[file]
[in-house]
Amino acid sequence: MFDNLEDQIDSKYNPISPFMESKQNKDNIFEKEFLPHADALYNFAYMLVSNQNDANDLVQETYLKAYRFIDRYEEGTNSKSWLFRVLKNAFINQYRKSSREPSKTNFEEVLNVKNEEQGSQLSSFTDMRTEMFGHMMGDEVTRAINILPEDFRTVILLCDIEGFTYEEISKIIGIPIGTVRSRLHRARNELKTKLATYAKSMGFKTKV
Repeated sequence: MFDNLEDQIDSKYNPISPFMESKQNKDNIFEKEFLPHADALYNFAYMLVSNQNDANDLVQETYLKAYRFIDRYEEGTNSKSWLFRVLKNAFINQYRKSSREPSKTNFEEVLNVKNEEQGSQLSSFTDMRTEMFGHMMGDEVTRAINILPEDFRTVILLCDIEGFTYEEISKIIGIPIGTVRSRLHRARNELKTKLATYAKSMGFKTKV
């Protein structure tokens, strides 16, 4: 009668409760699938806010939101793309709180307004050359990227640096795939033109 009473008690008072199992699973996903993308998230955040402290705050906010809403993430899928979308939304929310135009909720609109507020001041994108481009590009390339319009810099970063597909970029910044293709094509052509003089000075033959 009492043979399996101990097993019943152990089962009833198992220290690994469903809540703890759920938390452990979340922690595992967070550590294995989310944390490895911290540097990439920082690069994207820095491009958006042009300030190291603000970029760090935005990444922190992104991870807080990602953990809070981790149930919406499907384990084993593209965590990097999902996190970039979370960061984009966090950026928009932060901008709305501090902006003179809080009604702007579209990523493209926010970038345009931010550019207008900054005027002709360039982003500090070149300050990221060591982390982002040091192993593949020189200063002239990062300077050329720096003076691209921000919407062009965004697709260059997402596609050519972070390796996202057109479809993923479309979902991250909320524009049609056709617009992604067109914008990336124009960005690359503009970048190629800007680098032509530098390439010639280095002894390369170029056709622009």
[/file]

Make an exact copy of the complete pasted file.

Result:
[in-house]
Amino acid sequence: MFDNLEDQIDSKYNPISPFMESKQNKDNIFEKEFLPHADALYNFAYMLVSNQNDANDLVQETYLKAYRFIDRYEEGTNSKSWLFRVLKNAFINQYRKSSREPSKTNFEEVLNVKNEEQGSQLSSFTDMRTEMFGHMMGDEVTRAINILPEDFRTVILLCDIEGFTYEEISKIIGIPIGTVRSRLHRARNELKTKLATYAKSMGFKTKV
Repeated sequence: MFDNLEDQIDSKYNPISPFMESKQNKDNIFEKEFLPHADALYNFAYMLVSNQNDANDLVQETYLKAYRFIDRYEEGTNSKSWLFRVLKNAFINQYRKSSREPSKTNFEEVLNVKNEEQGSQLSSFTDMRTEMFGHMMGDEVTRAINILPEDFRTVILLCDIEGFTYEEISKIIGIPIGTVRSRLHRARNELKTKLATYAKSMGFKTKV
């Protein structure tokens, strides 16, 4: 009668409760699938806010939101793309709180307004050359990227640096795939033109 009473008690008072199992699973996903993308998230955040402290705050906010809403993430899928979308939304929310135009909720609109507020001041994108481009590009390339319009810099970063597909970029910044293709094509052509003089000075033959 009492043979399996101990097993019943152990089962009833198992220290690994469903809540703890759920938390452990979340922690595992967070550590294995989310944390490895911290540097990439920082690069994207820095491009958006042009300030190291603000970029760090935005990444922190992104991870807080990602953990809070981790149930919406499907384990084993593209965590990097999902996190970039979370960061984009966090950026928009932060901008709305501090902006003179809080009604702007579209990523493209926010970038345009931010550019207008900054005027002709360039982003500090070149300050990221060591982390982002040091192993593949020189200063002239990062300077050329720096003076691209921000919407062009965004697709260059997402596609050519972070390796996202057109479809993923479309979902991250909320524009049609056709617009992604067109914008990336124009960005690359503009970048190629800007680098032509530098390439010639280095002894390369170029056709622009």